John McDonnell
Campaign manager in the Parliamentary Labour Party

After two failed attempts at the Labour leadership (he was kept off the ballot both times), the Socialist Campaign Group chair chose not to stand again this year. Instead, having persuaded Corbyn to run, the Hayes and Harlington MP became his campaign manager. Since his election in 1997, McDonnell, 63, has been one of Corbyn’s greatest parliamentary allies – though some MPs see him as abrasive, unlike his endlessly courteous friend. It was recently reported that he has been promised the post of shadow chancellor, a claim Corbyn sources deny.

 

Jon Trickett
Ideas guru

The Yorkshireman is Jeremy Corbyn’s only supporter in the shadow cabinet. Having been a senior adviser to Ed Miliband, the 65-year-old Trickett was pressured by some to stand as the left’s candidate in the leadership contest but declined – leaving the field clear for Corbyn. Although some in Camp Corbyn regard him with suspicion because he served as a PPS to Gordon Brown, the Hemsworth MP and former Leeds City Council leader is in line for a big role in Corbyn’s front-bench team.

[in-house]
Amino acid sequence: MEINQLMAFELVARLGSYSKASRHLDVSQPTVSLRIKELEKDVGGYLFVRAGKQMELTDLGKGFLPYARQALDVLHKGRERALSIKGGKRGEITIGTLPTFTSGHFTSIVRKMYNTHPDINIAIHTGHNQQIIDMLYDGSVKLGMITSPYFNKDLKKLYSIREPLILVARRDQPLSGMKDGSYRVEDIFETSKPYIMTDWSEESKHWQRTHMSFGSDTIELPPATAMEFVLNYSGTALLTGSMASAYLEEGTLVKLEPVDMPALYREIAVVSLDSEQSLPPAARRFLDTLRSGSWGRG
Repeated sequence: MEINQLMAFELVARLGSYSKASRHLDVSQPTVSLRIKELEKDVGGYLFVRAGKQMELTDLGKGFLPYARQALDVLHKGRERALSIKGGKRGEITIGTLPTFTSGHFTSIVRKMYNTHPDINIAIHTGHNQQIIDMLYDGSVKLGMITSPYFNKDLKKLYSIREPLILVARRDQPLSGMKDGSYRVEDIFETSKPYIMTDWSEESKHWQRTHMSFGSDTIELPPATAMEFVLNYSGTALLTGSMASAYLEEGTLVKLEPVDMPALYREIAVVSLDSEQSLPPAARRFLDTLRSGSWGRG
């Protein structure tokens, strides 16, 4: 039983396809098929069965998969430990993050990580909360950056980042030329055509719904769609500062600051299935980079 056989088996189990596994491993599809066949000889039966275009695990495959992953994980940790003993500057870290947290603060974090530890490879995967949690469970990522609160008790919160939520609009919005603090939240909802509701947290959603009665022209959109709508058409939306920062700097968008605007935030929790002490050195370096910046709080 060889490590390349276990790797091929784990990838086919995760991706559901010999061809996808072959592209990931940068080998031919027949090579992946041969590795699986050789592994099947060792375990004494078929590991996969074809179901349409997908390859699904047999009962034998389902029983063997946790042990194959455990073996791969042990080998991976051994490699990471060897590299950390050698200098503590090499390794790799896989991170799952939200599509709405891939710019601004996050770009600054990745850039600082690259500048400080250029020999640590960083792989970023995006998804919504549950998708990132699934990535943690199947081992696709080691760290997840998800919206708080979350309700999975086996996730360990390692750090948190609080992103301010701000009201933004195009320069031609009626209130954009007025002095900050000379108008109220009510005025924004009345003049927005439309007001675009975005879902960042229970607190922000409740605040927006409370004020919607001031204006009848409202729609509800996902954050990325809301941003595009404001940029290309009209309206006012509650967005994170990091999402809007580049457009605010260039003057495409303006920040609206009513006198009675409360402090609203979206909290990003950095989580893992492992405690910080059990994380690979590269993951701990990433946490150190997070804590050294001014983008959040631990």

Photo: Jon Trickett

Richard Burgon
MP and supporter

Another high-profile left-winger in Labour’s 2015 intake, Burgon is of solid socialist stock: a trade union lawyer and nephew of the former Labour MP Colin Burgon, a long-term champion of Venezuela’s Hugo Chávez. A dedicated Corbynite, the Leeds East MP might shadow either the Justice Secretary or Chief Secretary to the Treasury. Like Corbyn, he is a republican; he swore an oath to the Queen on taking his seat but describes himself as “someone that believes that the head of state should be elected”.

This article first appeared in the 27 August 2015 issue of the New Statesman, Isis and the new barbarism